It’s not long before the next apparition - the Ghost of Christmas Present - is taking him to the household of his employee Bob Cratchitt. It’s arguably the most famous scene in a story crammed with iconic moments, but it relevance to Scrooge is easily over-looked. Firstly, here is a child also in poverty, but whose father has taken a different path to that of Scrooge’s father. Instead of sending him away, Tiny Tim is kept in the bosom of his loving family. Secondly, Crachitt’s family live in poverty, but have found the happiness that so seems to have eluded Scrooge. Tim has flourished despite his apparent adversity. Thirdly, I suspect there’s something of a grudging admiration for the fact that Crachitt has never begged - Scrooge is amazed to find out about Crachitt’s sickly child. These, I think, are what underlie Scrooge’s turn around rather than simply Tim’s cute way of saying “God bless us every one”.
It’s perhaps no coincidence that this part of the novel is where the brunt of its scriptural allusions are found. Most significantly Tim’s hopes for his presence in church which I’ll quote here “he hoped the people saw him in the church, because he was a cripple, and it might be pleasant to them to remember upon Christmas Day, who made lame beggars walk, and blind men see.”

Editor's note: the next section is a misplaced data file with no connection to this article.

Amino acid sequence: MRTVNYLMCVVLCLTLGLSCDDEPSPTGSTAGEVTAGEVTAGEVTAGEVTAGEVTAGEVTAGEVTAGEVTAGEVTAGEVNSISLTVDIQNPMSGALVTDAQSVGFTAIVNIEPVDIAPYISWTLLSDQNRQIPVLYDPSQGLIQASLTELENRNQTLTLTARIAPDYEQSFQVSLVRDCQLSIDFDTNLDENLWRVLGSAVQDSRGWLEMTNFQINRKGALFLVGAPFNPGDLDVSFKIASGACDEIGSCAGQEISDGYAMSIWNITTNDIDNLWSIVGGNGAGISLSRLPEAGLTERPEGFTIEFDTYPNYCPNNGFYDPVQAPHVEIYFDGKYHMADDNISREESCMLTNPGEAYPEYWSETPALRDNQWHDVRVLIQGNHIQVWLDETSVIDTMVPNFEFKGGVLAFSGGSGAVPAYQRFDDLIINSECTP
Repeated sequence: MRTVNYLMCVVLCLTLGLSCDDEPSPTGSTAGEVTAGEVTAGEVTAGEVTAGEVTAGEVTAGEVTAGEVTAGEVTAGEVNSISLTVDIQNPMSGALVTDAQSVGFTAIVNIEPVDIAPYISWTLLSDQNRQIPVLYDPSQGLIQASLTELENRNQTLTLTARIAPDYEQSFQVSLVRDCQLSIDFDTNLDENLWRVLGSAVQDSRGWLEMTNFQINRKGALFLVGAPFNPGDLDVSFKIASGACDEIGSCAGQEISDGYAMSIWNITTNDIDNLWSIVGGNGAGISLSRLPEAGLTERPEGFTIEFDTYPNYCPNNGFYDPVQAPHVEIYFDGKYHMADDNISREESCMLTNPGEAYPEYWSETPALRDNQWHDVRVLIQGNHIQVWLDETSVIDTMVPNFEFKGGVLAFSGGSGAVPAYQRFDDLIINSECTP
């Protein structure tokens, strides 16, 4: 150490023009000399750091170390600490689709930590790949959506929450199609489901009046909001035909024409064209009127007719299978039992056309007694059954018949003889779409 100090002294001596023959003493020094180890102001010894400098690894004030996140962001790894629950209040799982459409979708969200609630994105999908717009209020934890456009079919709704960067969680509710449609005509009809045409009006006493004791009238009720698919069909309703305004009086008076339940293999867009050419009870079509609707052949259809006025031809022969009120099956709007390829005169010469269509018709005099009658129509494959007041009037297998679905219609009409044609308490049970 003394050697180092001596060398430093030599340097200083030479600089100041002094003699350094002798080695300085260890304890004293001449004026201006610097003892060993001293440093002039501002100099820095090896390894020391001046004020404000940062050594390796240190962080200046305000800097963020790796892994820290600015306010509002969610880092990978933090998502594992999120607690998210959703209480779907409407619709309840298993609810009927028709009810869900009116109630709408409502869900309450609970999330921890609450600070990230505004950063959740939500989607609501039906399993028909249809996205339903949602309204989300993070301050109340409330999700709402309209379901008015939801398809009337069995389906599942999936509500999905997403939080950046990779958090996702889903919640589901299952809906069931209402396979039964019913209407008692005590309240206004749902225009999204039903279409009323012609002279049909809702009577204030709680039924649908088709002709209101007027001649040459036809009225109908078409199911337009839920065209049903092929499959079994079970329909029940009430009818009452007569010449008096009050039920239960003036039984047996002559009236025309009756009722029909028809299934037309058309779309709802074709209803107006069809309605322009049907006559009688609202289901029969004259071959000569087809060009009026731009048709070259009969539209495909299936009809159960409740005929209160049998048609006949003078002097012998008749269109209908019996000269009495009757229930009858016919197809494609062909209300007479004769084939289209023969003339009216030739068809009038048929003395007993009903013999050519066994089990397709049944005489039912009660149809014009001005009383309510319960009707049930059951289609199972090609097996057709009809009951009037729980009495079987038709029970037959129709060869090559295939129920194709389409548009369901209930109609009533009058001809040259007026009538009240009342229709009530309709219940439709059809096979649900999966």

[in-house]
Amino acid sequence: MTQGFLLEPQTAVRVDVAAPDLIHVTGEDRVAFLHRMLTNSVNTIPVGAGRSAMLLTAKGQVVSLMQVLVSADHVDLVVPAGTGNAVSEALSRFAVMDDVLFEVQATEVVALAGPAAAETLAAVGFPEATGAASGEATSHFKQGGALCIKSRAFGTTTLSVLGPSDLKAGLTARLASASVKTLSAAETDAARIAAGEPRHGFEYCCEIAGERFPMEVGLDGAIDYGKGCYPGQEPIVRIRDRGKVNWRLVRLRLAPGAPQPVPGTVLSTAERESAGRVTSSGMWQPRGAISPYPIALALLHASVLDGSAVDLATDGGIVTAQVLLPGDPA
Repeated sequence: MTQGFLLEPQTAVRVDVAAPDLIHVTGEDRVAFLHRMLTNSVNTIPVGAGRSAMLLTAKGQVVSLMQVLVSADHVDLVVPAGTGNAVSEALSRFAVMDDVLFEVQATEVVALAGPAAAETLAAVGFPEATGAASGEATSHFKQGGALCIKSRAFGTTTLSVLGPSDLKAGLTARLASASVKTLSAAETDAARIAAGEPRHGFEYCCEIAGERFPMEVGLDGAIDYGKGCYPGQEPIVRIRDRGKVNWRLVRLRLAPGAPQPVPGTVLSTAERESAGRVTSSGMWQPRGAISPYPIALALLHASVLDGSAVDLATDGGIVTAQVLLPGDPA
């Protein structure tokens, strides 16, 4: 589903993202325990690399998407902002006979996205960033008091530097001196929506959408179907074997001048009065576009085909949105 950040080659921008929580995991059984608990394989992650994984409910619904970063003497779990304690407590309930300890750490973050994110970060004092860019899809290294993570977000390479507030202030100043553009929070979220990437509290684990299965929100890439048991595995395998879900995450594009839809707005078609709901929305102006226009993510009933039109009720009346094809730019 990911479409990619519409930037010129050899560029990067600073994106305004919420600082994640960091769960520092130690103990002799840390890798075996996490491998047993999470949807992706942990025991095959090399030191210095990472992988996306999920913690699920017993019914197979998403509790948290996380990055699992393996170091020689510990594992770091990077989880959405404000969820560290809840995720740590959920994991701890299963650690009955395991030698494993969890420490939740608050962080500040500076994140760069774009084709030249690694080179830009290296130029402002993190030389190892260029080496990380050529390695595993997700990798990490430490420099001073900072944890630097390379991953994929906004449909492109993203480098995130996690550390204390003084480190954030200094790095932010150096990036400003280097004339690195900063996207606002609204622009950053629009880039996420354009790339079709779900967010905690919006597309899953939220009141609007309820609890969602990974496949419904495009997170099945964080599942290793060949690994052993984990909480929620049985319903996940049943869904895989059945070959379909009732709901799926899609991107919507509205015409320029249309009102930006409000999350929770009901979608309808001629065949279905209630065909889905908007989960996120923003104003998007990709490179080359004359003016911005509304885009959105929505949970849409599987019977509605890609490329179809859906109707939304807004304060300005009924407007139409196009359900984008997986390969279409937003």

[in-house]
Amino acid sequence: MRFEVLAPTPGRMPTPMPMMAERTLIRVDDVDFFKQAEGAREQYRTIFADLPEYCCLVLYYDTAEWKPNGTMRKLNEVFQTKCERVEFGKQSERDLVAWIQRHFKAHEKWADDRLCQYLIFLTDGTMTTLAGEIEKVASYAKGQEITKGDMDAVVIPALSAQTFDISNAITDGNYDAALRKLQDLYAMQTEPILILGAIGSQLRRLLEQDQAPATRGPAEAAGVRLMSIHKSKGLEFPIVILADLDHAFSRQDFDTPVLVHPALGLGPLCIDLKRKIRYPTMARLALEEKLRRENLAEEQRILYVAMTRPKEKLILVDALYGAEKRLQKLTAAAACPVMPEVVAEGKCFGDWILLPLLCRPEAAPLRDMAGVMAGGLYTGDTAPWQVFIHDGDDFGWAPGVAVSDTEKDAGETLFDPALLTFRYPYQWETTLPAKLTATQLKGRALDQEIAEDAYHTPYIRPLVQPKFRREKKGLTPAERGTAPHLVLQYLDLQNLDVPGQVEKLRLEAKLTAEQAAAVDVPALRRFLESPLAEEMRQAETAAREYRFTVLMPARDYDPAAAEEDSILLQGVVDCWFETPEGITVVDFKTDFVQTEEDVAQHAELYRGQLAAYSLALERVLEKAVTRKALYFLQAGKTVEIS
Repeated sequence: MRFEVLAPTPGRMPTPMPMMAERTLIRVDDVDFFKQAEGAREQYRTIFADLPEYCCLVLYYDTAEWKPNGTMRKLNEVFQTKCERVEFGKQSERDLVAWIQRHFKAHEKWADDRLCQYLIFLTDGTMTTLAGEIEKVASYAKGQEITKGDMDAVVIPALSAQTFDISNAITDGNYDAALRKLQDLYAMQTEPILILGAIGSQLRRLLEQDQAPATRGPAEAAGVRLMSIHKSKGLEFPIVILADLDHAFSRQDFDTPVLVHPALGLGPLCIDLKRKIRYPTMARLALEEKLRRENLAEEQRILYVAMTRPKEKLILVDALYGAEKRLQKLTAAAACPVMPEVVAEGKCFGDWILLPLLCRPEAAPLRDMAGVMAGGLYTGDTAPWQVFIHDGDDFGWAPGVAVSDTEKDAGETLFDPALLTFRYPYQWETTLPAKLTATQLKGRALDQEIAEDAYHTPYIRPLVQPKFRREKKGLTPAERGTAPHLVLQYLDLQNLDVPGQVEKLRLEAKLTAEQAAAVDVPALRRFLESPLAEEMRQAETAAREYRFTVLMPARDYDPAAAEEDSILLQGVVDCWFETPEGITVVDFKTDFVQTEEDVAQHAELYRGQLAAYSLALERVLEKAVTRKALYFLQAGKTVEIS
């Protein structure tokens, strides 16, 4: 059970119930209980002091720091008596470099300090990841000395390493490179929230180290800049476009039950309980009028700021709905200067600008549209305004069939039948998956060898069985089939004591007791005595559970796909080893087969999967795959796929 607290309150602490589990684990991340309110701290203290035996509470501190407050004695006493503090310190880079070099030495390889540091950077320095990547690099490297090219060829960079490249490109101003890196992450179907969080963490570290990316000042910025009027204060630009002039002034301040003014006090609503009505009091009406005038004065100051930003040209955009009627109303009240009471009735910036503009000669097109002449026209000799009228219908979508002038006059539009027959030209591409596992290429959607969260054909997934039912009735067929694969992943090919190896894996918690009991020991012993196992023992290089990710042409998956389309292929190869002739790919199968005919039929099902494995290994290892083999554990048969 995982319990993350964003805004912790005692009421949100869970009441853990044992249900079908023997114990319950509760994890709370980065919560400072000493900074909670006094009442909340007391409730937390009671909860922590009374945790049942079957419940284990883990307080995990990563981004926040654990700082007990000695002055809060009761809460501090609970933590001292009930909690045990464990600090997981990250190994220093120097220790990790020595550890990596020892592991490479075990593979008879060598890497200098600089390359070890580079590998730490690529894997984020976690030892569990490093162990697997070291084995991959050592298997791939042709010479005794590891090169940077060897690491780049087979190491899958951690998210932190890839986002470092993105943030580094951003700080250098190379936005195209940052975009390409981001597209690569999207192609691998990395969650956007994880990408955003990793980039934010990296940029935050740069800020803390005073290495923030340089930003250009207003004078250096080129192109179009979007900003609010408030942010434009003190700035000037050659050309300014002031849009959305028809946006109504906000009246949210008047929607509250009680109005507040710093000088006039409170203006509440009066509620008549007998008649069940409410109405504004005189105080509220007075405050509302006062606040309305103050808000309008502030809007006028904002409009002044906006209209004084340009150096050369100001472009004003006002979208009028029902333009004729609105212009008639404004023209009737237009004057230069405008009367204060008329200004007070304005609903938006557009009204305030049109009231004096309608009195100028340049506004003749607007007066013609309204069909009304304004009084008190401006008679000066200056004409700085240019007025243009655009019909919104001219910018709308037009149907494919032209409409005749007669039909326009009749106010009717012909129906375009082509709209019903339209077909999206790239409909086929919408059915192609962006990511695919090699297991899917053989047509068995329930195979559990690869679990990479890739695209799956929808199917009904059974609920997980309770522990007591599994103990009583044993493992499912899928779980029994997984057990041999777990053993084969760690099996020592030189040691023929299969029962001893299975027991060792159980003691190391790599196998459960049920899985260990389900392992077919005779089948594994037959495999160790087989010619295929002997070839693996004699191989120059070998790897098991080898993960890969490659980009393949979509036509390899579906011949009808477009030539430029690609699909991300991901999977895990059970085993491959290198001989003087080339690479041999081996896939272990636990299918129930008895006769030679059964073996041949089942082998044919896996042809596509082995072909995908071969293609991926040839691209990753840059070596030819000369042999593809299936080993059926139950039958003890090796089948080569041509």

Given the course of the rest of this story this line is pretty significant. Prior to the haunting of Scrooge, Tim is on course for an early death, but as Dickens tell us in closing the book, Scrooge’s repentance and intervention means that Tim lives to a good age. And so there’s an interesting implication that whilst Jesus has apparently not healed Tim directly, Scrooge has been able to be a vessel for God’s purposes. By using his money to make a difference to Tim’s life he has stepped into the role of healer.
I don’t know what your views on God’s healing today are, but Dickens’ subtle suggestion is that by being more generous with what we have, we can actually change the life chances of those in poverty. It is as true in our own day as it was in his. On average, the 20% most deprived people in this country will die 7.5 years before earlier than the richest 20%, and in some places it’s even more extreme. In fact whilst we like to think our world has changed since Dickens’ day, it’s rather depressing to see just how relevant the book is to our world. Some films have sought to narrow that gap for us, such as the 1988 film Scrooged starring Bill Murray, or ITV’s modernisation on the story from the year 2000 starring Ross Kemp. Even the perennial Christmas Classic It’s a Wonderful Life is an inversion of the story. Yet so much of the original novel is relevant in its own right. Take for example an early scene where Scrooge is approached by two men seeking to help the poor. His arguments are not a million miles away from those that some offer today. (Here’s the scene as portrayed in the 1984 version starring George C Scott.)